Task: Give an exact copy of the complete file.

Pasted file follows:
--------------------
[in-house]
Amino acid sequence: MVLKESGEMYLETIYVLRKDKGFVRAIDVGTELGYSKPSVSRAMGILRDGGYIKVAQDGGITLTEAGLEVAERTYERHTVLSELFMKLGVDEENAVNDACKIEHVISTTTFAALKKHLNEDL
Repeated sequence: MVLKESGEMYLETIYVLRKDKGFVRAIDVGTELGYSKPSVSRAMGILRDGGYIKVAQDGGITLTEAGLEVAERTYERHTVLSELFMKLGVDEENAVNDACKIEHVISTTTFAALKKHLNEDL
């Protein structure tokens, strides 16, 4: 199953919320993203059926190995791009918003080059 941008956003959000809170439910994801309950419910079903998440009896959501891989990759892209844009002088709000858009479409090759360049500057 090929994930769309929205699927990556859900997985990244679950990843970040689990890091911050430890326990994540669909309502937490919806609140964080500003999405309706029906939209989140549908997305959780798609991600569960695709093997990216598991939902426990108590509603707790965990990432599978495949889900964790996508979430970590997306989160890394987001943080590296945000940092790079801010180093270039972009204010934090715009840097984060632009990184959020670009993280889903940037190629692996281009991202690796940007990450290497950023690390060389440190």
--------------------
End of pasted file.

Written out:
[in-house]
Amino acid sequence: MVLKESGEMYLETIYVLRKDKGFVRAIDVGTELGYSKPSVSRAMGILRDGGYIKVAQDGGITLTEAGLEVAERTYERHTVLSELFMKLGVDEENAVNDACKIEHVISTTTFAALKKHLNEDL
Repeated sequence: MVLKESGEMYLETIYVLRKDKGFVRAIDVGTELGYSKPSVSRAMGILRDGGYIKVAQDGGITLTEAGLEVAERTYERHTVLSELFMKLGVDEENAVNDACKIEHVISTTTFAALKKHLNEDL
């Protein structure tokens, strides 16, 4: 199953919320993203059926190995791009918003080059 941008956003959000809170439910994801309950419910079903998440009896959501891989990759892209844009002088709000858009479409090759360049500057 090929994930769309929205699927990556859900997985990244679950990843970040689990890091911050430890326990994540669909309502937490919806609140964080500003999405309706029906939209989140549908997305959780798609991600569960695709093997990216598991939902426990108590509603707790965990990432599978495949889900964790996508979430970590997306989160890394987001943080590296945000940092790079801010180093270039972009204010934090715009840097984060632009990184959020670009993280889903940037190629692996281009991202690796940007990450290497950023690390060389440190």